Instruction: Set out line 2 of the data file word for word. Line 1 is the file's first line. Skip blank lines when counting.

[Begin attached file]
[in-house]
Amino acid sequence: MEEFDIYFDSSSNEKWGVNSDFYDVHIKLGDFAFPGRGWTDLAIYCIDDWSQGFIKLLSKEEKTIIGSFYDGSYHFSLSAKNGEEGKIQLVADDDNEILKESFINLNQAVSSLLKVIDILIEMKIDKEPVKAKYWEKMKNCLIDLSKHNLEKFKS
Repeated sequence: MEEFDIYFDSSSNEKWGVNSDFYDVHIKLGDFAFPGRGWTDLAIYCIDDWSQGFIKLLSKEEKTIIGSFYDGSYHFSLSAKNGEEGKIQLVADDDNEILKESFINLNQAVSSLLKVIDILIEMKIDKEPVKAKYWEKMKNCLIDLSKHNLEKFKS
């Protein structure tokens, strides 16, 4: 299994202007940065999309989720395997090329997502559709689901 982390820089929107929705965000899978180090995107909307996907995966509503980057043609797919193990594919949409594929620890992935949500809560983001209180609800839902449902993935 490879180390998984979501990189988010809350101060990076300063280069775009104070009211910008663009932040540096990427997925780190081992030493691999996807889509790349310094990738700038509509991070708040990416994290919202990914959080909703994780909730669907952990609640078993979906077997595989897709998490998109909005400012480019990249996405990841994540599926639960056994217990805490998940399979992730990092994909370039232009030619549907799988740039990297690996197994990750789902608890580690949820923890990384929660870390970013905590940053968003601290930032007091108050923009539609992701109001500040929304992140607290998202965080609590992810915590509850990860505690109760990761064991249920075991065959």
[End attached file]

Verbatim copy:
Amino acid sequence: MEEFDIYFDSSSNEKWGVNSDFYDVHIKLGDFAFPGRGWTDLAIYCIDDWSQGFIKLLSKEEKTIIGSFYDGSYHFSLSAKNGEEGKIQLVADDDNEILKESFINLNQAVSSLLKVIDILIEMKIDKEPVKAKYWEKMKNCLIDLSKHNLEKFKS